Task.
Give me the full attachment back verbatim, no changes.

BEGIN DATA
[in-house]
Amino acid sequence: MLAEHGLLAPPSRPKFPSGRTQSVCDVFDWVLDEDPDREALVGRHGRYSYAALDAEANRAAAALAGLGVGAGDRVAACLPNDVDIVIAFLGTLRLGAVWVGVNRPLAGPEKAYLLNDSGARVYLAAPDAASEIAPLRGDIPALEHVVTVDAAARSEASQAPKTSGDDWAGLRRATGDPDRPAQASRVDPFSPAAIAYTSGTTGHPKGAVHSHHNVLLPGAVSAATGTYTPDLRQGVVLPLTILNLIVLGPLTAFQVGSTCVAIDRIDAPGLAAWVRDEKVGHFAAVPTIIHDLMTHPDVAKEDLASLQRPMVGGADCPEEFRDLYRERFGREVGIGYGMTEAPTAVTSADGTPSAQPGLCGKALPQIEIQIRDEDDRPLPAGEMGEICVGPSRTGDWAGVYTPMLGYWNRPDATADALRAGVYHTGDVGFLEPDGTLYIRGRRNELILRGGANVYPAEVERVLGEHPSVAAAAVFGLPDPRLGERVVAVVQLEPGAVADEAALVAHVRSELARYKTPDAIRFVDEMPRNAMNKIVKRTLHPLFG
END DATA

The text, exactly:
[in-house]
Amino acid sequence: MLAEHGLLAPPSRPKFPSGRTQSVCDVFDWVLDEDPDREALVGRHGRYSYAALDAEANRAAAALAGLGVGAGDRVAACLPNDVDIVIAFLGTLRLGAVWVGVNRPLAGPEKAYLLNDSGARVYLAAPDAASEIAPLRGDIPALEHVVTVDAAARSEASQAPKTSGDDWAGLRRATGDPDRPAQASRVDPFSPAAIAYTSGTTGHPKGAVHSHHNVLLPGAVSAATGTYTPDLRQGVVLPLTILNLIVLGPLTAFQVGSTCVAIDRIDAPGLAAWVRDEKVGHFAAVPTIIHDLMTHPDVAKEDLASLQRPMVGGADCPEEFRDLYRERFGREVGIGYGMTEAPTAVTSADGTPSAQPGLCGKALPQIEIQIRDEDDRPLPAGEMGEICVGPSRTGDWAGVYTPMLGYWNRPDATADALRAGVYHTGDVGFLEPDGTLYIRGRRNELILRGGANVYPAEVERVLGEHPSVAAAAVFGLPDPRLGERVVAVVQLEPGAVADEAALVAHVRSELARYKTPDAIRFVDEMPRNAMNKIVKRTLHPLFG